An evening at Cafe Boulud

Share on Nextdoor
click to enlarge Pompano, a local favorite - M. Price
M. Price
Pompano, a local favorite

I recently had the opportunity to feast at Daniel Boulud's Café Boulud in Palm Beach, FL. Joined by two of my favorite friends from culinary school, we settled in for a long night of eating and ordered all around the menu. Chef de Cuisine Zachariah Xavier Bell is currently in contention for a James Beard award for the Best Chef in the South. If he wins this year, he’ll be proving once and for all that the third time really is a charm, as he was a finalist with no award in both 2008 and 2009. From what I can tell, he’s certainly a master of his craft.

After a warm greeting, we were seated in a quiet spot outside. Looking over the menu, it is at once overwhelming and exciting. Divided into four sections, it starts with La Tradition, the chef’s venture into classic and country cooking. The pate de campagne was richly smooth and true to what I’d expect from a country-style pate. The delicately smoked salmon was served wrapped up with pickled beets and accented with a deviled quail’s egg. It’s amazing how much flavor was piped into that little guy. The combination of pickled beets and smoked salmon was sublime. Perfectly balancing each other in texture and flavor, it was an excellent way to start the meal.

Moving into the seasonal menu with the wild burgundy escargots, a nod to the modern kitchen is appreciated. Warmly nestled on top of a creamy turnip puree, the escargots, piquillo pepper and asparagus "LOVEPIE" is topped with a carrot foam. Normally, a foam on a classic dish puts me off, but here, the foam is so flavorful and bodied, I greatly appreciated the addition. In the Le Plus Simple menu, I found myself irresistibly devouring the local tomato risotto. The risotto was cooked perfectly (why does Top Chef make this look so hard?) and the olive oil confit heirloom tomatoes were so good that I couldn’t get upset at the bastardization of the confit technique.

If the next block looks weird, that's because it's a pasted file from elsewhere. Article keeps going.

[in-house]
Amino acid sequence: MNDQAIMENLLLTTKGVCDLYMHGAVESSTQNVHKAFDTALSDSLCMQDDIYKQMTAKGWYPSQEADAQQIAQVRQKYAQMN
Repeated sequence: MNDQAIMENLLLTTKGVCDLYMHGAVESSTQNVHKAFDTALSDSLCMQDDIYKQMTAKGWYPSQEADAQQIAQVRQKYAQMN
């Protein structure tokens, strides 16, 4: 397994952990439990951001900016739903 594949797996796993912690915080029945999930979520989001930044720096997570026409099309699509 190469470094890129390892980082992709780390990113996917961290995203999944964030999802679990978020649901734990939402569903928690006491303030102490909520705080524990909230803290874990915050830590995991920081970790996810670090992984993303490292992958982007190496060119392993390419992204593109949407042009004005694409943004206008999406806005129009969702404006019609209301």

In the final section of the main menu, Chef Bell shows off international culinary skills by breaking from French dishes. The tuna tartare Japonais was glimmering in its ruby color and as clean and refreshing as a tartare can get. The shiso leaf and ponzu gel add wonderful dimension to the dish, but the tuna is outstanding on its own. Continuing the journey, the Moroccan spiced black grouper was full of flavor. Unfortunately, the fish spent a little too much time on the heat, however, the other components and overall strength of this plate made it worthwhile as the roasted cauliflower was sublime.

After much debate, we ordered two desserts: orange panna cotta and rhubarb cobbler. Both Philippe and our server decided we needed more than that to finish our meal and sent out the seasonal rhubarb crème brulee, white chocolate citrus terrine, and the warm upside down chocolate soufflé with pistachio ice cream. All of the desserts were thoughtfully and masterfully prepared. The orange panna cotta was silky, flavorful, and with the avocado oil biscuit it was the perfect way to end an exquisite meal. Saving a little bit of room for Pastry Chef Arnaud Chavigny’s final plates was a wise choice. I may even visit again just for a round of desserts!

From start to finish, Café Boulud is a breath of fresh air. Every member of the Café’s staff was knowledgeable, attentive, and professional — a great testament to fine dining.

Cafe Boulud
301 Australian Ave
Palm Beach FL

Scroll to read more Food News articles


Join Creative Loafing Tampa Bay Newsletters

Subscribe now to get the latest news delivered right to your inbox.